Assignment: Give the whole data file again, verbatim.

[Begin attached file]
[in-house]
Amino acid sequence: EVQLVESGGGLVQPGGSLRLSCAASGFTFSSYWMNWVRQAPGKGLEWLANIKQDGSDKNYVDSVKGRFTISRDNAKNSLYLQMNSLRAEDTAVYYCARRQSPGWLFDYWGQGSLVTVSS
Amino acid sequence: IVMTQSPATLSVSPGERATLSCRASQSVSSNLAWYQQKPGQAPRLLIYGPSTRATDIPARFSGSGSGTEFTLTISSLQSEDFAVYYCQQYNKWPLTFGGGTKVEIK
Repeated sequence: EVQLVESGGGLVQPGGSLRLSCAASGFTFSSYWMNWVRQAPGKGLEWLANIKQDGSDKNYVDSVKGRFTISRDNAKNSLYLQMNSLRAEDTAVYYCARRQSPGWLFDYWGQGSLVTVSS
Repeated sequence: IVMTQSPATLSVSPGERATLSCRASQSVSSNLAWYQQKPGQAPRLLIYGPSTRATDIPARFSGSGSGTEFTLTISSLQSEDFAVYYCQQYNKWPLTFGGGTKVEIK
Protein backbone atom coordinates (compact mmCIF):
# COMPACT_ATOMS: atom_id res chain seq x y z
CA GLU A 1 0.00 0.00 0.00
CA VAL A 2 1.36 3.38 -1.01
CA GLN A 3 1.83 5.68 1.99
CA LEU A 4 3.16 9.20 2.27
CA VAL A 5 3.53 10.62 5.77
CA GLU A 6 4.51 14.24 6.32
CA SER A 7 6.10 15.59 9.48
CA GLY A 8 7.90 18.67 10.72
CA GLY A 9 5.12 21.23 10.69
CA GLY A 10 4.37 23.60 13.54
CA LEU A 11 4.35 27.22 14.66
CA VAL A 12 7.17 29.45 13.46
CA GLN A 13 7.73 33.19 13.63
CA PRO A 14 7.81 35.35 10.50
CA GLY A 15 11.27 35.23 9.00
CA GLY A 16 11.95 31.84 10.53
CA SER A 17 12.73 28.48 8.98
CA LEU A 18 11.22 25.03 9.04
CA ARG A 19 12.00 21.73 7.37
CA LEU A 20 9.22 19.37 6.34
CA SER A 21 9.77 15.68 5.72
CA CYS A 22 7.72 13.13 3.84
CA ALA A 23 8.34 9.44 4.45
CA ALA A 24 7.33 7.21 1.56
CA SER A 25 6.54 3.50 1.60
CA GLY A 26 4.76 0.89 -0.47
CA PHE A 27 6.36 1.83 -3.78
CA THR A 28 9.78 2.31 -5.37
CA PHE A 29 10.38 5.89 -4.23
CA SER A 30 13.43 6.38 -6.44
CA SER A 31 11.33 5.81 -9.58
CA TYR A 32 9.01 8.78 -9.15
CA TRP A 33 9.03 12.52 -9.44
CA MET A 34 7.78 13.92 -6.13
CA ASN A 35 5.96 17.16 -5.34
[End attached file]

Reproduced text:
[in-house]
Amino acid sequence: EVQLVESGGGLVQPGGSLRLSCAASGFTFSSYWMNWVRQAPGKGLEWLANIKQDGSDKNYVDSVKGRFTISRDNAKNSLYLQMNSLRAEDTAVYYCARRQSPGWLFDYWGQGSLVTVSS
Amino acid sequence: IVMTQSPATLSVSPGERATLSCRASQSVSSNLAWYQQKPGQAPRLLIYGPSTRATDIPARFSGSGSGTEFTLTISSLQSEDFAVYYCQQYNKWPLTFGGGTKVEIK
Repeated sequence: EVQLVESGGGLVQPGGSLRLSCAASGFTFSSYWMNWVRQAPGKGLEWLANIKQDGSDKNYVDSVKGRFTISRDNAKNSLYLQMNSLRAEDTAVYYCARRQSPGWLFDYWGQGSLVTVSS
Repeated sequence: IVMTQSPATLSVSPGERATLSCRASQSVSSNLAWYQQKPGQAPRLLIYGPSTRATDIPARFSGSGSGTEFTLTISSLQSEDFAVYYCQQYNKWPLTFGGGTKVEIK
Protein backbone atom coordinates (compact mmCIF):
# COMPACT_ATOMS: atom_id res chain seq x y z
CA GLU A 1 0.00 0.00 0.00
CA VAL A 2 1.36 3.38 -1.01
CA GLN A 3 1.83 5.68 1.99
CA LEU A 4 3.16 9.20 2.27
CA VAL A 5 3.53 10.62 5.77
CA GLU A 6 4.51 14.24 6.32
CA SER A 7 6.10 15.59 9.48
CA GLY A 8 7.90 18.67 10.72
CA GLY A 9 5.12 21.23 10.69
CA GLY A 10 4.37 23.60 13.54
CA LEU A 11 4.35 27.22 14.66
CA VAL A 12 7.17 29.45 13.46
CA GLN A 13 7.73 33.19 13.63
CA PRO A 14 7.81 35.35 10.50
CA GLY A 15 11.27 35.23 9.00
CA GLY A 16 11.95 31.84 10.53
CA SER A 17 12.73 28.48 8.98
CA LEU A 18 11.22 25.03 9.04
CA ARG A 19 12.00 21.73 7.37
CA LEU A 20 9.22 19.37 6.34
CA SER A 21 9.77 15.68 5.72
CA CYS A 22 7.72 13.13 3.84
CA ALA A 23 8.34 9.44 4.45
CA ALA A 24 7.33 7.21 1.56
CA SER A 25 6.54 3.50 1.60
CA GLY A 26 4.76 0.89 -0.47
CA PHE A 27 6.36 1.83 -3.78
CA THR A 28 9.78 2.31 -5.37
CA PHE A 29 10.38 5.89 -4.23
CA SER A 30 13.43 6.38 -6.44
CA SER A 31 11.33 5.81 -9.58
CA TYR A 32 9.01 8.78 -9.15
CA TRP A 33 9.03 12.52 -9.44
CA MET A 34 7.78 13.92 -6.13
CA ASN A 35 5.96 17.16 -5.34